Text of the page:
Set-AADConnectorPasswordResetConfiguration
 Set-ConfigurationParameter
 Set-Connector
 Set-GlobalSettings
 Set-MIISADMAConfiguration
 Set-MIISECMA2Configuration
 Set-MIISExtMAConfiguration
 Set-MIISFIMMAConfiguration
 Set-PasswordHashSyncConfiguration
 Set-ProvisioningRulesExtension
 Set-RunProfile
 Set-Schema
 Set-SynchronizationRule
 Update-ConnectorPartition
 Update-ConnectorSchema

As time allows, I will return with more detail on each of the above DirSync cmdlets; so long for now!

DirSync 1.0.6593.0012

Late Monday, Microsoft released another update to the DirSync software, this time with a build number of 6593.0012. You can download it in from the usual link.

DirSync 1.0.6593.0012

As with previous DirSync updates, there has been no official announcement of the release, however the “use at your own risk” Wiki does mention one of the new features:

Version 6593.0012
Date Released 2/3/2014
Notable Changes

New features:

  • Additional Attributes are synchronized on User and Contact objects

Attributes documented here

The new attributes referenced in the link are userCertificate and userSMIMECertificate. Interestingly pwdLastSet was also added, however there is no mention of that one in the article. These additions serve an unknown purpose for now, however one might speculate that they are in support of new capabilities soon to be available in the service?!

Before you upgrade, you may wish to get a “before and after” review of the attribute inclusion list. The best way to review this is in the “Configure Attribute Flow” area of each management agent. At the end of this post, I have also shared an experimental PowerShell method of getting this information.

It is noteworthy that the author of this update, a Microsoft Program Manager for DirSync, is linking to yet another community wiki page instead of the seemingly defunct Knowledge Base article KB-2256198. Sadly, it would appear that the crumbling integrity of the TechNet/Support documentation may be latest casualty in a growing list of IT Pro-related cuts Microsoft has made along their quest to the cloud…

<#
Description:
This script counts and dumps the attribute inclusion lists from each MA.
It does not evaluate attribute flow or applicable object types.

February 3 2014
Mike Crowley
http://mikecrowley.us
#>

#Import Modules
Import-Module SQLps -WarningAction SilentlyContinue

#Get SQL Info
$SQLServer = (gp 'HKLM:SYSTEM\CurrentControlSet\services\FIMSynchronizationService\Parameters').Server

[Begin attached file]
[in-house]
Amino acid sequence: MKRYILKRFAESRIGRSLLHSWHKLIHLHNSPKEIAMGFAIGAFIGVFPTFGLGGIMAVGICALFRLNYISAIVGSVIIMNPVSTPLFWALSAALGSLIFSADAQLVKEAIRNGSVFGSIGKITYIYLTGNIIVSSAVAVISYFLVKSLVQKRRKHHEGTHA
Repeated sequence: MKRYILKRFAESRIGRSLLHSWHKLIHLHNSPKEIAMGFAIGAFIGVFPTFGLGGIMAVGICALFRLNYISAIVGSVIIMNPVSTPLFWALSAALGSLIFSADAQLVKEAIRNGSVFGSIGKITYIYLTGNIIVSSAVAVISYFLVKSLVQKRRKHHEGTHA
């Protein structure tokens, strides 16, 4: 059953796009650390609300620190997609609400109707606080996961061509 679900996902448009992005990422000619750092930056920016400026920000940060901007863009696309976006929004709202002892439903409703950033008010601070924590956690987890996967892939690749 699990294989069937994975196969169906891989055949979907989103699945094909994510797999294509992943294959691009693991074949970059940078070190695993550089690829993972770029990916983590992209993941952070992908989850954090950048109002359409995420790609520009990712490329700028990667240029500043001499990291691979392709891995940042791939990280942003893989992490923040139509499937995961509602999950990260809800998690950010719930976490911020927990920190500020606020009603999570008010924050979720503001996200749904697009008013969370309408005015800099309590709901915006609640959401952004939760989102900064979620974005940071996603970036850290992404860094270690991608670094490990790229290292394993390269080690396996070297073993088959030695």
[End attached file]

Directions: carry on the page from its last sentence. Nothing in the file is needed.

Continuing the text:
if ($SQLServer.Length -eq '0') {$SQLServer = $env:computername}
$SQLInstance = (gp 'HKLM:SYSTEM\CurrentControlSet\services\FIMSynchronizationService\Parameters').SQLInstance
$MSOLInstance = ($SQLServer + "\" + $SQLInstance)

#Get Management Agent Attribute Info
[xml]$OnPremAttributes = (Invoke-Sqlcmd -MaxCharLength 10000 -ServerInstance $MSOLInstance -Query "SELECT attribute_inclusion_xml FROM [FIMSynchronizationService].[dbo].[mms_management_agent] WHERE [ma_name] = 'Active Directory Connector'").attribute_inclusion_xml
[xml]$CloudAttributes = (Invoke-Sqlcmd -MaxCharLength 10000 -ServerInstance $MSOLInstance -Query "SELECT attribute_inclusion_xml FROM [FIMSynchronizationService].[dbo].[mms_management_agent] WHERE [ma_name] = 'Windows Azure Active Directory Connector'").attribute_inclusion_xml
$ADAttributes = $OnPremAttributes.'attribute-inclusion'.attribute
$AzureAttributes = $CloudAttributes.'attribute-inclusion'.attribute

#Output to Screen
Write-Host $ADAttributes.count "Attributes synced from AD to the Metaverse" -F Cyan
Write-Host $AzureAttributes.count "Attributes synced from the Metaverse to Azure" -F Cyan
Write-Host "See" $env:TEMP\DirSyncAttributeList.txt "for detail" -F Cyan

#Output to File
"******AD Attributes******" | Out-File $env:TEMP\DirSyncAttributeList.txt
$ADAttributes | Out-File $env:TEMP\DirSyncAttributeList.txt -Append
" "| Out-File $env:TEMP\DirSyncAttributeList.txt -Append
"******Azure Attributes******" | Out-File $env:TEMP\DirSyncAttributeList.txt -Append
$AzureAttributes | Out-File $env:TEMP\DirSyncAttributeList.txt -Append

##END

Dirsync: Determine if Password Sync is Enabled

For those not interested in the complete DirSync Report I published last week, now you can run just the Password Hash Sync portion, in a script I published here: Dirsync: Determine if Password Sync is Enabled.

For deployments with remote SQL installations: As with the previous report, note that we make use of the SQL PowerShell Module, which must be present on the computer.

Sample Output(s)

DirSync “Busted Users” Report

If you administer DirSync for your organization, you likely have seen emails like this, indicating some of your users didn’t sync.

DirSync Error Email